You might have noticed a stream of articles and news stories recently as schools and educators discover that play in nature really matters. Below is an example.
D’oh! Isn’t it obvious?!
It’s the latest in a long line of “new discoveries” that are well established practices at Glenaeon. Play in Nature is so fundamental you wonder how it is that “research” is needed to demonstrate this alarmingly obvious point. At Glenaeon we regard play in Nature as a fundamental right of childhood. The physical, emotional, social and mental benefits are so obvious:
• Natural environments are open and undefined, fostering imaginative and creative play
• They foster social play that builds social skills and community rather than competing for the next turn on the swing
• They are filled with trees that exude nutrients and uplifting micro-organisms
• They look better than garish plastic play structures.
When children play, they make meaning. They take a natural environment and turn it into a scenario. They create a different space, one they have shaped and crafted with their own meaning. Out of themselves they have built a meaningful environment.
The scariest statement in the article below is the total lack of understanding of how children actually do this. Take this statement for example: “they are learning that sticks can be all sorts of things..”. Seriously?? You mean the children didn’t know already? I bet the children knew, it was just the out of touch adults who were learning.
Our Middle Cove campus has a unique play area for children. After I read this article I went out to the primary playground to see what our own students were up to, and sure enough, some vibrant and exciting cubby building was in progress. Play in Nature is alive and well at Glenaeon, a fundamental pillar for our students to build Meaningful Lives.
From the ABC this week:
As Australia's trend towards apartment living moves children further away from green spaces, schools are reconsidering the plastic playground to encourage an interaction with nature.
Daceyville Public School has transformed a corner of its grounds into a natural playground, full of sticks, rocks, and torn-off shrubs.
Instead of solely interacting with brightly coloured plastic playgrounds, known to burn buttocks in summer, Daceyville's natural playground encourages kids to play like they're in the bush.
"In lots of parks, there are beautiful playgrounds where there are climbing frames and they direct play in a particular way," principal Michelle Hostrup said.
"If you've got climbing equipment, you climb. You might play a bit of chasing, but that's all it can do.
"A natural play space is more around helping children to explore the natural environment and providing them with ways they can play with things they might find around them."
More than 60 per cent of Daceyville school's population have a language background other than English, and Ms Hostrup said around 30 per cent of those are recently arrived migrants.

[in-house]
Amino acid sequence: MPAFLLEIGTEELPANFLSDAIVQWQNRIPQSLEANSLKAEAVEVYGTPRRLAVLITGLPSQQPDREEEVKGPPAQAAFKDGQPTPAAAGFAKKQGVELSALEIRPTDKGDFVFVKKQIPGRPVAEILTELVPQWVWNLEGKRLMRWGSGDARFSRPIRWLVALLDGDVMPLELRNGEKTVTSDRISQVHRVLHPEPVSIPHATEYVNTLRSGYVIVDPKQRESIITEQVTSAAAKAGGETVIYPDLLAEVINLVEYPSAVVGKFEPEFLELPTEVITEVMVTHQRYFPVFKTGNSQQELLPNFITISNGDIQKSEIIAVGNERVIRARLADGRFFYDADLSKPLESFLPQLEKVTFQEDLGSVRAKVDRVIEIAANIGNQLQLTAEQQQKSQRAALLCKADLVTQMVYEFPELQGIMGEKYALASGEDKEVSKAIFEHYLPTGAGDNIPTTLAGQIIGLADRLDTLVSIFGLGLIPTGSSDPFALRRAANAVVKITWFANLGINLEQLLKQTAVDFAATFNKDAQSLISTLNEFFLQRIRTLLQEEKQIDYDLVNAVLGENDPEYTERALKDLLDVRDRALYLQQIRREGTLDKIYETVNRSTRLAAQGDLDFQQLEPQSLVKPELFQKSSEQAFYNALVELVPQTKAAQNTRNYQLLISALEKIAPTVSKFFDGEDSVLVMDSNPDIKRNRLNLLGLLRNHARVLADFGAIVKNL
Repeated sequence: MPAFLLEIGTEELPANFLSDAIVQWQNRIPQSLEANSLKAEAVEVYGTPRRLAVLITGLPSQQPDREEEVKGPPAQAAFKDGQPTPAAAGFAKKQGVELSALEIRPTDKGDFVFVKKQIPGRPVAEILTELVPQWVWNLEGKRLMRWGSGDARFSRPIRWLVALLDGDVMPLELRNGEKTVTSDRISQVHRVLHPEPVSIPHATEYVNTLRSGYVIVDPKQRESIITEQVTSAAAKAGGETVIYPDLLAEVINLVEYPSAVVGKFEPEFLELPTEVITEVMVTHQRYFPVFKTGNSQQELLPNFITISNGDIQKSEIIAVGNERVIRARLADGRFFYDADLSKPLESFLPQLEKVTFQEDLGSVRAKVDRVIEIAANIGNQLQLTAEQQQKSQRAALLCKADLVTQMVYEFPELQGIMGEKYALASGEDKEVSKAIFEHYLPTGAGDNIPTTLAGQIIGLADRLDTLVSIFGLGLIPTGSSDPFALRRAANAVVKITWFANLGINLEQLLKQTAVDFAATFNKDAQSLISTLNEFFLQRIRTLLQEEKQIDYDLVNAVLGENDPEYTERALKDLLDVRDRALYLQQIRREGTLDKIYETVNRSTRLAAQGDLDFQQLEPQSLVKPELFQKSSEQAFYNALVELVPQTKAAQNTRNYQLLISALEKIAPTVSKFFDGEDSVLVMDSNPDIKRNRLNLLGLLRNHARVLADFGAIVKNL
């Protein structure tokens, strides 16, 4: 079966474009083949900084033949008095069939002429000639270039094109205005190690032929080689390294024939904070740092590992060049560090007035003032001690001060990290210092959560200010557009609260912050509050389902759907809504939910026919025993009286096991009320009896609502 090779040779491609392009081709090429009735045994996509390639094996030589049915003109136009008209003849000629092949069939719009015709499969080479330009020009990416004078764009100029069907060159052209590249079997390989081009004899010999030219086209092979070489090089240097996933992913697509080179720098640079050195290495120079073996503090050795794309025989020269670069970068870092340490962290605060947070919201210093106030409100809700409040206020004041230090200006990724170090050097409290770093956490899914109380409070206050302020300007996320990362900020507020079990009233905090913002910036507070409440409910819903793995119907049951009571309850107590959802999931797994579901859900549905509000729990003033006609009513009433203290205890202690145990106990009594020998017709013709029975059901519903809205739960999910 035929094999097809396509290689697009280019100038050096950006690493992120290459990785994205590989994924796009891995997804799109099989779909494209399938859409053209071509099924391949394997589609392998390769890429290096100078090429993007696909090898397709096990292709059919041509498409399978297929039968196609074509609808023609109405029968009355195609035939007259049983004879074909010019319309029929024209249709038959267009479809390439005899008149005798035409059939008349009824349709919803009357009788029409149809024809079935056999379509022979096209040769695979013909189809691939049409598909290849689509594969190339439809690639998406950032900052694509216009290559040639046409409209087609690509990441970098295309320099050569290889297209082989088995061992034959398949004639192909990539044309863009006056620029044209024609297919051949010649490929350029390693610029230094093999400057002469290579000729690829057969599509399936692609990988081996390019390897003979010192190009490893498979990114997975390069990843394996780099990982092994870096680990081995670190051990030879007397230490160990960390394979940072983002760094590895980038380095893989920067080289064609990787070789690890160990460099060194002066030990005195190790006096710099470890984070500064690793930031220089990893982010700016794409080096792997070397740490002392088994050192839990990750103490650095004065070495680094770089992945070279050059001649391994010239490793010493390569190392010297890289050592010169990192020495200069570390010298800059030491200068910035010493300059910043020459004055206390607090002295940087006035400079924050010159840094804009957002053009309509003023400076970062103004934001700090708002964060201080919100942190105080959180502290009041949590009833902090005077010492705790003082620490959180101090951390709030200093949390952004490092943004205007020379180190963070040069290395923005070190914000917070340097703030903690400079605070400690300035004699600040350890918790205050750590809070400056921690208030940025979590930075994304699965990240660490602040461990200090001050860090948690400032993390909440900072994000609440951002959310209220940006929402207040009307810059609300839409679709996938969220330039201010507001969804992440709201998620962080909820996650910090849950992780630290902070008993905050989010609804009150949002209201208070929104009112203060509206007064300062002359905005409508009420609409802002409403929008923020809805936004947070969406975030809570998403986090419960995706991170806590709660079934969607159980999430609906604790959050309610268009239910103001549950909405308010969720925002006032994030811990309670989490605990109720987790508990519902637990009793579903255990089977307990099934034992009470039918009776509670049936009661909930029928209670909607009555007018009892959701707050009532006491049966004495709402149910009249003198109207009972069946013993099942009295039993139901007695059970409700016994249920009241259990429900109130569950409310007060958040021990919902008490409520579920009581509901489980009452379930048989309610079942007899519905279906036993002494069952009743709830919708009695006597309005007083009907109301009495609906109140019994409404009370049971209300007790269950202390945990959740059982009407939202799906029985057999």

Of those, many live in apartments — a trend that's sweeping the country.
As of 2016, more apartments than houses were built across Australia, and over the past 25 years, the number of occupied apartments in Australia has grown by 78 per cent.
Without a backyard to play in, schools and parents need to seek new ways to expose children to the outdoors.
According to Xiaoqi Feng, associate professor of epidemiology at the University of Wollongong, the provision of green space actually promotes better mental health among children.
"Children who have access to green space tend to have better physical and mental health," Dr Feng said.
Aside from reducing harm from traffic and air pollution, Dr Feng said exposing children to green space can help with "restoration".
"For example, when we walk into a park and we're sitting down and walk around with your dog or listen to the birds' sound, this is very good for your mental health — and this is the same for children," she said.
Dr Feng said the benefit also focused on the emotional connection children received from going to a park or a playground with their friends or family.
"It gives them an opportunity to develop social networks," she said.
Ms Hostrup said she had noticed a growth in social networks among her students.
"You see children playing with people they wouldn't normally play with," she said.
"They're gaining more trust in their own judgement and they're also more comfortable with the materials.
"They're learning [that] sticks can be all sorts of things … and I think it takes space to do that.
"It's really hard if you don't have an outside space in your apartment."
Two students who both live in apartments without direct access to a backyard said they were enjoying the new play space.
"You can experience something with nature instead of man-made stuff," year 4 student Sydney said.
"I think it's better than the playground itself."
Fellow year 3 pupil Mansie agreed.
"I think it's really popular — people like it. Everyone likes engaging with nature."
So... how many children can you see playing here in one of Glenaeon's playgrounds?